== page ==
Follow us on all of our networks Our Official Website Our Facebook Page Our Twitter Page Our Meetup Page Video footage of our recent event: Naughty Vixens Day ~ 20+ Naughty Vixen Models going all out for you in there sexy naughty outfits. If you are a saint, this event might be to much for you to handle Theme: Naughty Vixens Day (Swimwear & Nude Models) When: Saturday March 10th, 2011 from 10:00am to 6pm Where: Private Residence in Woodland Hills, CA # of Models: 20+ (Swimwear & Nude Models) Food: Food & drinks will be provided Meet & Greet: 11am to 11:30am Group Shoot: 11:30am to 2:30pm Mini Break: 2:30pm to 2:50pm Private 1:1's: 2:50pm to 6pm Photographer Cost: $100. ($50.00 Deposit or Full Payment to reserve your spot) Book your own 1:1's with the model directly ~ (Pre-booking is strongly encouraged) Model Release agreements will be provided No Boyfriend/Assistants (unless they pay the entry fee) Refund Policy: No refunds. If you can't attend, we will credit your payment to the next event. Click Button To Register (Registrations must be done by March 9th) [img][/img] One on One time slots: (1)2:50 pm - 3:20 pm (2)3:30 pm - 4:00 pm (3)4:10 pm - 4:40 pm (4)4:50 pm - 5:20 pm (5)5:30 pm - 6:00 pm 2:1 Model to Photographer Ratio Model/Photographer Rotation to assure equal time You may bring 2 strobes or your Speedlights for the indoor shoots Outside the residency, natural light, etc Model Info: Free admission Must participate in group shoot in order to sell 1:1's Must pose swimwear or lingerie in group shoot You may sell model releases for no more than $10, $20 for nudes Set your rates for 1:1 shoots & release agreements with the photographer Model Release agreements will be provided No escorts (unless they pay the photographer fee) We just completed our 1st fun & exciting event of 2012 & we are looking to top it with this one. Surprise announcements will be announced in the next days to come. Thread Link to our recent event: Video footage of our recent event: Models or Photographers with any questions, please email me @ [img][/img] [img][/img] [img][/img] [img][/img] [img][/img] Model Lineup Click on models image to contact them for 1on1 rates Jennz Mayz [img][/img] 1:1 Session Times (Lingerie Limit) 1) 2:50 pm - 3:20 pm 2) 3:30 pm - 4:00 pm 3) 4:10 pm - 4:40 pm 4) 4:50 pm - 5:20 pm 5) 5:30 pm - 6:00 pm Nicole Ponder [img][/img] 1:1 Session Times (Lingerie Limit) 1) 2:50 pm - 3:20 pm 2) 3:30 pm - 4:00 pm 3) 4:10 pm - 4:40 pm 4) 4:50 pm - 5:20 pm 5) 5:30 pm - 6:00 pm Lacy [img][/img] 1:1 Session Times (Lingerie Limit) 1) 2:50 pm - 3:20 pm 2) 3:30 pm - 4:00 pm 3) 4:10 pm - 4:40 pm 4) 4:50 pm - 5:20 pm 5) 5:30 pm - 6:00 pm Valerie Hope [img][/img] 1:1 Session Times (Lingerie Limit) 1) 2:50 pm - 3:20 pm 2) 3:30 pm - 4:00 pm 3) 4:10 pm - 4:40 pm 4) 4:50 pm - 5:20 pm 5) 5:30 pm - 6:00 pm Marie Cruz [img][/img] 1:1 Session Times (Lingerie Limit) 1) 2:50 pm - 3:20 pm 2) 3:30 pm - 4:00 pm 3) 4:10 pm - 4:40 pm 4) 4:50 pm - 5:20 pm 5) 5:30 pm - 6:00 pm Carol Seleme [img][/img] 1:1 Session Times (Implied Nude Limit) 1) 2:50 pm - 3:20 pm 2) 3:30 pm - 4:00 pm 3) 4:10 pm - 4:40 pm 4) 4:50 pm - 5:20 pm 5) 5:30 pm - 6:00 pm Ashley Marie [img][/img] 1:1 Session Times (Lingerie Limit) 1) 2:50 pm - 3:20 pm 2) 3:30 pm - 4:00 pm 3) 4:10 pm - 4:40 pm 4) 4:50 pm - 5:20 pm 5) 5:30 pm - 6:00 pm Brianna Nicole [img][/img] 1:1 Session Times (Lingerie Limit) 1) 2:50 pm - 3:20 pm 2) 3:30 pm - 4:00 pm 3) 4:10 pm - 4:40 pm 4) 4:50 pm - 5:20 pm 5) 5:30 pm - 6:00 pm Alexis Nichole [img][/img] 1:1 Session Times (Swimwear Limit) 1) 2:50 pm - 3:20 pm 2) 3:30 pm - 4:00 pm 3) 4:10 pm - 4:40 pm 4) 4:50 pm - 5:20 pm 5) 5:30 pm - 6:00 pm Mandee Varela [img][/img] 1:1 Session Times (Swimwear Limit) 1) 2:50 pm - 3:20 pm 2) 3:30 pm - 4:00 pm 3) 4:10 pm - 4:40 pm 4) 4:50 pm - 5:20 pm 5) 5:30 pm - 6:00 pm Miss Les ~ Pre-book her before all her slots are filled. [img][/img] 1:1 Session Times (Nude Limit) (1)2:50 pm - 3:20 pm (2)3:30 pm - 4:00 pm (3)4:10 pm - 4:40 pm (4)4:50 pm - 5:20 pm (5)5:30 pm - 6:00 pm Olivia Morgan Price [img][/img] 1:1 Session Times (Implied Limit) 1) 2:50 pm - 3:20 pm 2) 3:30 pm - 4:00 pm 3) 4:10 pm - 4:40 pm 4) 4:50 pm - 5:20 pm 5) 5:30 pm - 6:00 pm Diana Ochoa [img][/img] 1:1 Session Times (Nude Limit) 1) 2:50 pm - 3:20 pm 2) 3:30 pm - 4:00 pm 3) 4:10 pm - 4:40 pm 4) 4:50 pm - 5:20 pm 5) 5:30 pm - 6:00 pm Naomi Herold [img][/img] 1:1 Session Times (Lingerie Limit) 1) 2:50 pm - 3:20 pm 2) 3:30 pm - 4:00 pm 3) 4:10 pm - 4:40 pm 4) 4:50 pm - 5:20 pm 5) 5:30 pm - 6:00 pm Katie [img][/img] 1:1 Session Times (Lingerie Limit) 1) 2:50 pm - 3:20 pm 2) 3:30 pm - 4:00 pm 3) 4:10 pm - 4:40 pm 4) 4:50 pm - 5:20 pm 5) 5:30 pm - 6:00 pm Tabitha Easley [img][/img] 1:1 Session Times (Nude Limit) 1) 2:50 pm - 3:20 pm 2) 3:30 pm - 4:00 pm 3) 4:10 pm - 4:40 pm 4) 4:50 pm - 5:20 pm 5) 5:30 pm - 6:00 pm Shaunae Stovall [img][/img] 1:1 Session Times (Lingerie Limit) 1) 2:50 pm - 3:20 pm 2) 3:30 pm - 4:00 pm 3) 4:10 pm - 4:40 pm 4) 4:50 pm - 5:20 pm 5) 5:30 pm - 6:00 pm Lyna Ly [img][/img] 1:1 Session Times (Lingerie Limit) 1) 2:50 pm - 3:20 pm 2) 3:30 pm - 4:00 pm 3) 4:10 pm - 4:40 pm 4) 4:50 pm - 5:20 pm 5) 5:30 pm - 6:00 pm Ela Passion [img][/img] 1:1 Session Times (Implied Nudes Limit) 1) 2:50 pm - 3:20 pm 2) 3:30 pm - 4:00 pm 3) 4:10 pm - 4:40 pm 4) 4:50 pm - 5:20 pm 5) 5:30 pm - 6:00 pm Chanel D [img][/img] 1:1 Session Times (Lingerie Limit) 1) 2:50 pm - 3:20 pm 2) 3:30 pm - 4:00 pm 3) 4:10 pm - 4:40 pm 4) 4:50 pm - 5:20 pm 5) 5:30 pm - 6:00 pm Lilu H [img][/img] 1:1 Session Times (Lingerie Limit) 1) 2:50 pm - 3:20 pm 2) 3:30 pm - 4:00 pm 3) 4:10 pm - 4:40 pm 4) 4:50 pm - 5:20 pm 5) 5:30 pm - 6:00 pm MORE MODELS WILL BE ADDED SHORTLY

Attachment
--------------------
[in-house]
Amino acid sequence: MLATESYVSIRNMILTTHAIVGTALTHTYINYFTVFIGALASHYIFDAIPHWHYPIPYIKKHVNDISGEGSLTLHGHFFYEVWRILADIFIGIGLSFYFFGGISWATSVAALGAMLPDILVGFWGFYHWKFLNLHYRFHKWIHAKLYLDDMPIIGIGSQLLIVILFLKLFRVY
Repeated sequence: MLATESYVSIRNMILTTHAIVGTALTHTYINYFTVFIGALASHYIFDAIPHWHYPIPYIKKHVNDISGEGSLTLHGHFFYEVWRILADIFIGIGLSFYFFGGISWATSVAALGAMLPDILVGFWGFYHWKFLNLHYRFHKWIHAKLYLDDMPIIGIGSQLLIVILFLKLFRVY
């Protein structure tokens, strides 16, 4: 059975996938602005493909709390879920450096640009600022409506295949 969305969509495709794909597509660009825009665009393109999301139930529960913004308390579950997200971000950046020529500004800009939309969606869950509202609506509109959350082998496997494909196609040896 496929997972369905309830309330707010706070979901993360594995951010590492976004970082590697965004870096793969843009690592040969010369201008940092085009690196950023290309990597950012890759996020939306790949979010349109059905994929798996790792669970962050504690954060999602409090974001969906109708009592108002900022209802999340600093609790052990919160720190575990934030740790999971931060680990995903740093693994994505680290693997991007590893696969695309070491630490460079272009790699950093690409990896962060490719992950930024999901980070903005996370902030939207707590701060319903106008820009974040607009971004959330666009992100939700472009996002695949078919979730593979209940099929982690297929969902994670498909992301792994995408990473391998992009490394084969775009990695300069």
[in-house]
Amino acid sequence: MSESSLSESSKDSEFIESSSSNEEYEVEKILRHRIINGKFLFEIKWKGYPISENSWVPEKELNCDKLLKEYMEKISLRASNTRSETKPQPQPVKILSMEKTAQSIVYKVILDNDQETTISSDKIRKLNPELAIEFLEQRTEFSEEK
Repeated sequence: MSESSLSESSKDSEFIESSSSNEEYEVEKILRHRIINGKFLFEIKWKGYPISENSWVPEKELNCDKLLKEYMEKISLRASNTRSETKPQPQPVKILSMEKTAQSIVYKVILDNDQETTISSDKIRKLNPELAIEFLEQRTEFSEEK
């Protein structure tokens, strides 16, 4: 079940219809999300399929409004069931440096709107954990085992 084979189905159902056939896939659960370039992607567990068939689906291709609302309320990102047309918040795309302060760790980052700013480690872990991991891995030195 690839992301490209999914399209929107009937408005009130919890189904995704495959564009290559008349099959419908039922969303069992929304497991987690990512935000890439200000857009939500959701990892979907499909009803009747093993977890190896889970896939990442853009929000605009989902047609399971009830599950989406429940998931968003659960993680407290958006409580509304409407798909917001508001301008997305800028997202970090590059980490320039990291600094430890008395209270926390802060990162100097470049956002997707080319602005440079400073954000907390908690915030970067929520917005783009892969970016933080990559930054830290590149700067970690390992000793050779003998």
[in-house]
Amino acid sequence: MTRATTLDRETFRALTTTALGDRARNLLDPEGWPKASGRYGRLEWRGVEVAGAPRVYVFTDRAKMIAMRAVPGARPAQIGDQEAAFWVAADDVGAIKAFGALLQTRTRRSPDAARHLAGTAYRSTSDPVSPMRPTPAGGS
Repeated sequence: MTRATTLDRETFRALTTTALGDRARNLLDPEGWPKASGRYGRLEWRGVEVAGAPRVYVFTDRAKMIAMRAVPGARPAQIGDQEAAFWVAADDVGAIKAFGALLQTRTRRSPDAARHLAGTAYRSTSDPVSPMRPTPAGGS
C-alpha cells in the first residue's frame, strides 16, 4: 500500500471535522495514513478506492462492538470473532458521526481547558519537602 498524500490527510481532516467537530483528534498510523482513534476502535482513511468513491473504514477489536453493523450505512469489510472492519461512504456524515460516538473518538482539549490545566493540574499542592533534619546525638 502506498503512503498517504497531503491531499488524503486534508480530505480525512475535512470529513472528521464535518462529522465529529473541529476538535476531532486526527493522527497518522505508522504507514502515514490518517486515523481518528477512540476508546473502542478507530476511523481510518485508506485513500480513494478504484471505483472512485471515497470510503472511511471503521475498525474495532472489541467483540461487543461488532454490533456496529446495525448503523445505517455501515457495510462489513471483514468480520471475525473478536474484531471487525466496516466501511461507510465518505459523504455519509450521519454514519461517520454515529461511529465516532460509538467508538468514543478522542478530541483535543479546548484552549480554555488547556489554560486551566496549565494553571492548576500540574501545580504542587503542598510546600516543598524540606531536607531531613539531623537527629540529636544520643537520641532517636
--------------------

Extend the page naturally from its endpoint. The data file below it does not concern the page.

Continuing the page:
Valentines Theme - February 11th, 2012 Tarzana, Ca in Events